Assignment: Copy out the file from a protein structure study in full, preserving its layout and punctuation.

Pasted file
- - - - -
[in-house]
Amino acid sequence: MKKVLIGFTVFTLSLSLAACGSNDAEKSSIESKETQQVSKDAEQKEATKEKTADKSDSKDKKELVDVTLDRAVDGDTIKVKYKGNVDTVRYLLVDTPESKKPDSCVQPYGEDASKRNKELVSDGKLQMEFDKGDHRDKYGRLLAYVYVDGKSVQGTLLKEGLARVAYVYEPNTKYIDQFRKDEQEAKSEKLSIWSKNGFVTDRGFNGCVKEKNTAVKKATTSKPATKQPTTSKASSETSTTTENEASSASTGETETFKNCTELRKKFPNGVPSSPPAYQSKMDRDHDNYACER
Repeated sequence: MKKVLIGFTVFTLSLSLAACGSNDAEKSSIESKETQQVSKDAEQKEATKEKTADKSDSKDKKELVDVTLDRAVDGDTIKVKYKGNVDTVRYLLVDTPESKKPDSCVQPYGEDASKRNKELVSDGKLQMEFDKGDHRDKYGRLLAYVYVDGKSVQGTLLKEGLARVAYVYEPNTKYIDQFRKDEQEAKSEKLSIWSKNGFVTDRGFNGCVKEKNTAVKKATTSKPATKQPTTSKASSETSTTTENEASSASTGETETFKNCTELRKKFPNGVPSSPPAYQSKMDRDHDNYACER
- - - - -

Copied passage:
[in-house]
Amino acid sequence: MKKVLIGFTVFTLSLSLAACGSNDAEKSSIESKETQQVSKDAEQKEATKEKTADKSDSKDKKELVDVTLDRAVDGDTIKVKYKGNVDTVRYLLVDTPESKKPDSCVQPYGEDASKRNKELVSDGKLQMEFDKGDHRDKYGRLLAYVYVDGKSVQGTLLKEGLARVAYVYEPNTKYIDQFRKDEQEAKSEKLSIWSKNGFVTDRGFNGCVKEKNTAVKKATTSKPATKQPTTSKASSETSTTTENEASSASTGETETFKNCTELRKKFPNGVPSSPPAYQSKMDRDHDNYACER
Repeated sequence: MKKVLIGFTVFTLSLSLAACGSNDAEKSSIESKETQQVSKDAEQKEATKEKTADKSDSKDKKELVDVTLDRAVDGDTIKVKYKGNVDTVRYLLVDTPESKKPDSCVQPYGEDASKRNKELVSDGKLQMEFDKGDHRDKYGRLLAYVYVDGKSVQGTLLKEGLARVAYVYEPNTKYIDQFRKDEQEAKSEKLSIWSKNGFVTDRGFNGCVKEKNTAVKKATTSKPATKQPTTSKASSETSTTTENEASSASTGETETFKNCTELRKKFPNGVPSSPPAYQSKMDRDHDNYACER